Blinders, Binoculars and the Horse
(Contributed by Mitch Greene)
Imagine a racehorse that lives only to win. Because it always has blinders on while outside, all it sees is the finish. The only goal and objective of the horse are to reach that line. It has 100% laser focus. Now imagine that one day while in the middle of a race, the horse’s blinders slip off, and for the first time in its life, the horse sees everything that lies between the start and the finish. Suddenly the finish isn’t all that appealing because the world became bigger. A lot bigger.
Sometimes I feel like the horse in this story. Goals are important, helpful and fulfilling, but sometimes I get caught in a never-ending cycle of completing goals. Every semester of college I get a new syllabus for every class, detailing every single little thing I’ll have to do for the next several months. It’s all planned out to make it easy.
Write this paper. Take this exam. Go for a run. Eat. Oops, I almost forgot - brush my teeth. Walk the dogs. Clean up the house. On and on and on. Task one, task two, task three. With the never-ending list of life yanking on us from every angle, it can take all we have to not fall apart. We strap in, put on the blinders, grab the binoculars and find the fastest path to finish. What’s the finish though? The end of the task? There will always be more. Bedtime? There’s always tomorrow’s work. Death? Now that’s just bleak. The problem isn’t you, the finish, or the task. The problem is the track and the blinders we refuse to get rid of.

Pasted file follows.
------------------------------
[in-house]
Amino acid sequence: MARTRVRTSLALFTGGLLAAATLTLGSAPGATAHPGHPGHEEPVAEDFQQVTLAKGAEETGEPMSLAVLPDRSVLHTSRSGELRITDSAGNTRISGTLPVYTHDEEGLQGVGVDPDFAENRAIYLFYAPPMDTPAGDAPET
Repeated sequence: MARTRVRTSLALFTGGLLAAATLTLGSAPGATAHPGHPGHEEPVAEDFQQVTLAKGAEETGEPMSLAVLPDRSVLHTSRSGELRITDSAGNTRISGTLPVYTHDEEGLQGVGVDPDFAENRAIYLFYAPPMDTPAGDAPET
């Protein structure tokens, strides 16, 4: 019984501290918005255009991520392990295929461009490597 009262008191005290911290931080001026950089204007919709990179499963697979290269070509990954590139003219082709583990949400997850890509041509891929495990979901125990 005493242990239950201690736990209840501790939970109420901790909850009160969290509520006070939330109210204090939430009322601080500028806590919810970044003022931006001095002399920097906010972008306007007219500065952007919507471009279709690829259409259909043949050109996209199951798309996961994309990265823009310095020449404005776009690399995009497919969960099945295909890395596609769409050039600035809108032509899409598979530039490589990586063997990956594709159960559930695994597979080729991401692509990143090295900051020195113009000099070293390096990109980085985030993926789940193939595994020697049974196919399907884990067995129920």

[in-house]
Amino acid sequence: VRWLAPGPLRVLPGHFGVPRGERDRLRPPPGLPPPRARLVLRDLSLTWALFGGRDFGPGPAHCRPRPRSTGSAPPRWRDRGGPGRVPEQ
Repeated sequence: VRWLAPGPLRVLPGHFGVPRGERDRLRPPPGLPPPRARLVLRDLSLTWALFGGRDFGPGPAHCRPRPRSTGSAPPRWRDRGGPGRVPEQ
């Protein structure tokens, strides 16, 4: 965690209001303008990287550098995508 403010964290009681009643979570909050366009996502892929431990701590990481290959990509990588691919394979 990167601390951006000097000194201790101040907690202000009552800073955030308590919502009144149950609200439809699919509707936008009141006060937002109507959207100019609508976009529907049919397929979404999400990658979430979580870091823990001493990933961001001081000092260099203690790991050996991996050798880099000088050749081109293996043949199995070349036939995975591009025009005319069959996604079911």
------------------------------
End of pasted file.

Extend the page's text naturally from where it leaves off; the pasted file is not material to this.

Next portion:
Did you know mirrors are green? Did you know the moon always faces us with the same side? Did you know there’s a sport called crashed ice? Did you know that when you shuffle a deck of cards it is most likely the first deck of cards ever to be arranged in that order?
The world around us is incredible. Take a detour; the finish will still be there. Drop the binoculars. Take off the blinders. Wake up and smell the roses. See the world around you. Ask questions. Enjoy life because it’s short.
Go shuffle some cards and wonder at the fact that the order of the cards is an absolute first.